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Danaher Will Buy Beckman Coulter

Diagnostics: $6.8 billion acquisition expands Danaher’s move into life sciences

by Melody M.Bomgardner
February 14, 2011 | A version of this story appeared in Volume 89, Issue 7

Credit: Beckman Coulter
A lab worker uses a Beckman Coulter automation instrument.
Credit: Beckman Coulter
A lab worker uses a Beckman Coulter automation instrument.

Danaher has agreed to acquire biomedical and lab automation equipment maker Beckman Coulter for $6.8 billion in cash and debt. Danaher is a diversified holding company that owns businesses as varied as microscopes, water treatment technologies, and hand tools.

Danaher’s $83.50-per-share offer for Beckman represents a 45% premium on the closing price of Beckman’s stock on Dec. 9, 2010, the day before rumors of a sale began. With annual revenues of some $3.7 billion, Beckman sells laboratory equipment for diagnostics and drug discovery.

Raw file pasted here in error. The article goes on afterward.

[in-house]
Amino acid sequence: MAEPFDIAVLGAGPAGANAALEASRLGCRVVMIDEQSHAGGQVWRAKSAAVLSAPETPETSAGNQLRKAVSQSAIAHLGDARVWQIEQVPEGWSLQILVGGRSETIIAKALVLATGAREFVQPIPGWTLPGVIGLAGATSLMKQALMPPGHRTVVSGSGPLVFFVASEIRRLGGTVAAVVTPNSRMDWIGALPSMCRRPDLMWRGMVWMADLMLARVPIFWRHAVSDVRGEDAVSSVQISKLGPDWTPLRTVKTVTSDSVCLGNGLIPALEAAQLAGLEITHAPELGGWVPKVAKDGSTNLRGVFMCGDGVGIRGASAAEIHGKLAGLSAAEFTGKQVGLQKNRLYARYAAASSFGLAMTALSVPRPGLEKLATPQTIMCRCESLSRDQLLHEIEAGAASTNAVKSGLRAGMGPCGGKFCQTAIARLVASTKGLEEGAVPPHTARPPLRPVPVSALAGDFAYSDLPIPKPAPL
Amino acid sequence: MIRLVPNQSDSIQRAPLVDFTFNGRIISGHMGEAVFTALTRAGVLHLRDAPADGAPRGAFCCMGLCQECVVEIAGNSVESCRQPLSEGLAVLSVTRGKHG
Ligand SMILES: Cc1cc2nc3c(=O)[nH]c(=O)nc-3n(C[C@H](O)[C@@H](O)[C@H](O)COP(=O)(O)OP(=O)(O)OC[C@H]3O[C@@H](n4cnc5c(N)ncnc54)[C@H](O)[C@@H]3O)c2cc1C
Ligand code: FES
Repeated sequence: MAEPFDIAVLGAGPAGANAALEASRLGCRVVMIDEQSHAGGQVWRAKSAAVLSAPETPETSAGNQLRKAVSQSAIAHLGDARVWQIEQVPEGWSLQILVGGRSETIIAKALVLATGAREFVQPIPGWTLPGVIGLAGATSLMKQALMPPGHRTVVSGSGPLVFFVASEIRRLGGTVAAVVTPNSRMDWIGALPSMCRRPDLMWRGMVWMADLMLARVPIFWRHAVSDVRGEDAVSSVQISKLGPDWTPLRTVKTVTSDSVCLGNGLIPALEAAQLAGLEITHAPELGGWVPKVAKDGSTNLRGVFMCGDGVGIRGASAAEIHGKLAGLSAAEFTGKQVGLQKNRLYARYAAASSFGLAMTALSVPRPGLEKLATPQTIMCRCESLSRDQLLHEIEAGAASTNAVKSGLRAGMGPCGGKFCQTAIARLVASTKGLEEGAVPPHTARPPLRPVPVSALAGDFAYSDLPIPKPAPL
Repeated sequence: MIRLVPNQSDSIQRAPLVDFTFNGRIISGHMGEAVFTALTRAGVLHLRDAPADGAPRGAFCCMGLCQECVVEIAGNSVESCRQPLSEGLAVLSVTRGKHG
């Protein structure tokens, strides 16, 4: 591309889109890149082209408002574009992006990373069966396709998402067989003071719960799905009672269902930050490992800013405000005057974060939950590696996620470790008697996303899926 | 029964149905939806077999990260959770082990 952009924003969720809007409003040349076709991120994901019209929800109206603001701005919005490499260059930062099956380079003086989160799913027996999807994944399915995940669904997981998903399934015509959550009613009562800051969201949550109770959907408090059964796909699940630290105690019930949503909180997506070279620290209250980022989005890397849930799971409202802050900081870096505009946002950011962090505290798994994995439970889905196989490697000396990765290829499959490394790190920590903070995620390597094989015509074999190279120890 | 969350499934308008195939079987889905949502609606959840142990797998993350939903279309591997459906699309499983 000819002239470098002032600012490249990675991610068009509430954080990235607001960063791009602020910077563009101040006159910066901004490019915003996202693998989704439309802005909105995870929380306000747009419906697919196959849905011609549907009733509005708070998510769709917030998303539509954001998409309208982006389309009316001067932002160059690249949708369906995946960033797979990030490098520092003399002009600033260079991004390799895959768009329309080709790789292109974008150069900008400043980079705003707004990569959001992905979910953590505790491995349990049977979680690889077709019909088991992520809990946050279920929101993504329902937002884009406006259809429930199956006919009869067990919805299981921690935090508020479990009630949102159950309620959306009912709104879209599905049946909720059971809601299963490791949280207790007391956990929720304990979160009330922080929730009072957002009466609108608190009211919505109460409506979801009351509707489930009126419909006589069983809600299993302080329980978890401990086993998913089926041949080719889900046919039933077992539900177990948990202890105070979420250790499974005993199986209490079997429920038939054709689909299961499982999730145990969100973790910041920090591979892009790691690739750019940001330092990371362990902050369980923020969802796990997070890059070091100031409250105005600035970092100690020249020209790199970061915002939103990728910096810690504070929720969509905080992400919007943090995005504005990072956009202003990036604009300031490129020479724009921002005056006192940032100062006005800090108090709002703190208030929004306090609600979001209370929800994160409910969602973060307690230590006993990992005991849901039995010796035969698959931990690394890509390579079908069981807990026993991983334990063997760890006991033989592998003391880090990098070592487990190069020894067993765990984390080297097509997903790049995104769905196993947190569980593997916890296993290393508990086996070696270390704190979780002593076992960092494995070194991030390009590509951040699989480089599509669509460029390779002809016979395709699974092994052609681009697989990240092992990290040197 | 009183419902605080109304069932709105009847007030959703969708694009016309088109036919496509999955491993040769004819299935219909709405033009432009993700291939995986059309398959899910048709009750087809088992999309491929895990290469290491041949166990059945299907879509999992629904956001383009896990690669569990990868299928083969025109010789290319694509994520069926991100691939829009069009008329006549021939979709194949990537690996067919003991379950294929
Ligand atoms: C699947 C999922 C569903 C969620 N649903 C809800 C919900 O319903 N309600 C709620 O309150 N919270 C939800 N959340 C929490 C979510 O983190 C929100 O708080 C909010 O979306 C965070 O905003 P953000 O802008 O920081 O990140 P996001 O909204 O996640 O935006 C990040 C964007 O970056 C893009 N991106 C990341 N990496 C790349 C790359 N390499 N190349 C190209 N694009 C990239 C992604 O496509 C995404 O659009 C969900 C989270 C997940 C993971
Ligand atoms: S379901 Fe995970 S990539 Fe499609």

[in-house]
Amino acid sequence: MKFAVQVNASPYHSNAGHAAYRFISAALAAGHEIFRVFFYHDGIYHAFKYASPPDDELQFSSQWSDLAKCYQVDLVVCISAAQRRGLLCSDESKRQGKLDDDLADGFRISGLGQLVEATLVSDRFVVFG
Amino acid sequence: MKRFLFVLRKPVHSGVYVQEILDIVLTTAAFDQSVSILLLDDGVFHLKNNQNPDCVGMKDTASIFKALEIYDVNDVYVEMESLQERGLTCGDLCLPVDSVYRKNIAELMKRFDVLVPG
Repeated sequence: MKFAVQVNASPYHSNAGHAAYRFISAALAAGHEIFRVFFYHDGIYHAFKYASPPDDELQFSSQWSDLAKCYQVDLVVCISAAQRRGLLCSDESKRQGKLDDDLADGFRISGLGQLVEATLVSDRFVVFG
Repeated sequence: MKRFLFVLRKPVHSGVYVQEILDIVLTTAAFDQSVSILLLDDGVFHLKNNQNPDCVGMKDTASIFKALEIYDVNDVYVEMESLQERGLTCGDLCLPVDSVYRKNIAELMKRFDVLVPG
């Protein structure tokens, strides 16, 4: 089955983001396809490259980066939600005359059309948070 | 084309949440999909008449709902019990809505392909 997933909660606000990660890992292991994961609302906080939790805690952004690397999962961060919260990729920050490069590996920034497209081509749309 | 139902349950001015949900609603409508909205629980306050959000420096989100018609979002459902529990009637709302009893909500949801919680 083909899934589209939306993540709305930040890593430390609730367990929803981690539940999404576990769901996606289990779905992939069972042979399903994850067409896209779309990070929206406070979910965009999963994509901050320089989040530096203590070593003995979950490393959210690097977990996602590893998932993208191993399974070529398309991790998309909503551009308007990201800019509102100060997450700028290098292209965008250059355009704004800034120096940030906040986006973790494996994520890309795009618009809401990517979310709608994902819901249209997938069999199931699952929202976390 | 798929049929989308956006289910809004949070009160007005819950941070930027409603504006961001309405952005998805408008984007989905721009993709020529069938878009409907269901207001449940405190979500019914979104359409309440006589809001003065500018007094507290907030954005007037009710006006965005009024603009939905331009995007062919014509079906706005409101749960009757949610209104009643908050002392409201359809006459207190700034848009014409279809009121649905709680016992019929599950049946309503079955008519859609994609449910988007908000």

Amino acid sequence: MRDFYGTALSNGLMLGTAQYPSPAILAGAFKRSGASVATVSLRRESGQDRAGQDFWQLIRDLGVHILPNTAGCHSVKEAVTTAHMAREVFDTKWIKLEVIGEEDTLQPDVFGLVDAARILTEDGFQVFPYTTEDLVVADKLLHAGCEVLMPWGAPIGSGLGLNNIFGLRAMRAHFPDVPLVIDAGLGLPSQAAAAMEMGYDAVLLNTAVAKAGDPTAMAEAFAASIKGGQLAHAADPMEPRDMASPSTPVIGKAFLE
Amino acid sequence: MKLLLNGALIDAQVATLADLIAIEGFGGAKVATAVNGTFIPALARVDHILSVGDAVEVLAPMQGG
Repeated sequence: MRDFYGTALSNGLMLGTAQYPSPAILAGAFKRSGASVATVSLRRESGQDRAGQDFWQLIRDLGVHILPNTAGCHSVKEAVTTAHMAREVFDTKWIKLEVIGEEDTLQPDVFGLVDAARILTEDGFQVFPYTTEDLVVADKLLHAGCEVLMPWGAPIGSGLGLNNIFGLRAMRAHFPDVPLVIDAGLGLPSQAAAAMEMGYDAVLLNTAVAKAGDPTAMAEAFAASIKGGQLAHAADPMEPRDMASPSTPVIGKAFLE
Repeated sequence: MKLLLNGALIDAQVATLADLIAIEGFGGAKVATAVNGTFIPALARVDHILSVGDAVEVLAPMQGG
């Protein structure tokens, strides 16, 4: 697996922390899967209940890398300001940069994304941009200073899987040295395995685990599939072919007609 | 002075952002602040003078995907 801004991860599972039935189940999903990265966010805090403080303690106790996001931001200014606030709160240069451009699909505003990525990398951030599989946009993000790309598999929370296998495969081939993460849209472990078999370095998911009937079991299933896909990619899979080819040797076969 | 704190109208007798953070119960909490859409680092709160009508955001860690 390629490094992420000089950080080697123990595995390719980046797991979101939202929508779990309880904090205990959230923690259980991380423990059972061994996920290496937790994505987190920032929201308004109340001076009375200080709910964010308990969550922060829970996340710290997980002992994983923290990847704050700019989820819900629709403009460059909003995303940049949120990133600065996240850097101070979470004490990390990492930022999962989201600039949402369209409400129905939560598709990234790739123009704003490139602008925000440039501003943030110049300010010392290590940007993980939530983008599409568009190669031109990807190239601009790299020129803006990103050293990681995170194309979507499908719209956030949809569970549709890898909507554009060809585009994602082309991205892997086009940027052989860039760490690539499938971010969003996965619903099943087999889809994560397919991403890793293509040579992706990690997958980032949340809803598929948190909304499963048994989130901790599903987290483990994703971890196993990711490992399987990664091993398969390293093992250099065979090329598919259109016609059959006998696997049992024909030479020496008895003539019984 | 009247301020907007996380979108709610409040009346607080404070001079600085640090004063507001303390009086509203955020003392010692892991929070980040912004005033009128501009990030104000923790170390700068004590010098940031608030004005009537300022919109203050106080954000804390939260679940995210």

In recent years, Danaher has been adding to its life sciences and diagnostics segment. In September 2009, the company paid $1.1 billion to acquire mass spectrometry firm AB Sciex from its two owners, MDS and Life Technologies. The purchase pushed Danaher into the top 10 among global instrumentation firms (C&EN, April 26, 2010, page 22).

That deal set off a busy season for instrumentation acquisitions. In May 2010, Agilent Technologies completed its $1.5 billion acquisition of Varian, part of a strategy to boost its exposure to the analytics and life sciences markets. And in December 2010, Thermo Fisher Scientific said it would pay $2.1 billion to buy Dionex, a leader in liquid and ion chromatography.

Beckman’s focus on the life sciences is fairly recent. The company was founded in 1935 to sell the first commercial pH meter, invented by Arnold O. Beckman. In 1997, it acquired Coulter and its blood-testing instruments. Beckman expanded into clinical chemistry systems in 2009. But the firm’s fortunes dipped last June when it received an FDA warning letter saying it did not seek proper approval to sell a biomarker assay for acute myocardial infarction. The company’s CEO, Scott Garrett, unexpectedly resigned in September.

Life sciences companies are attractive targets for Danaher because it looks for fast-growing, technology-based businesses that bring high margins and an opportunity for international growth, says Efraim Levy, an equities analyst at Standard & Poor’s. In addition, Levy points out, “Beckman has some similarities to Danaher’s own businesses.”



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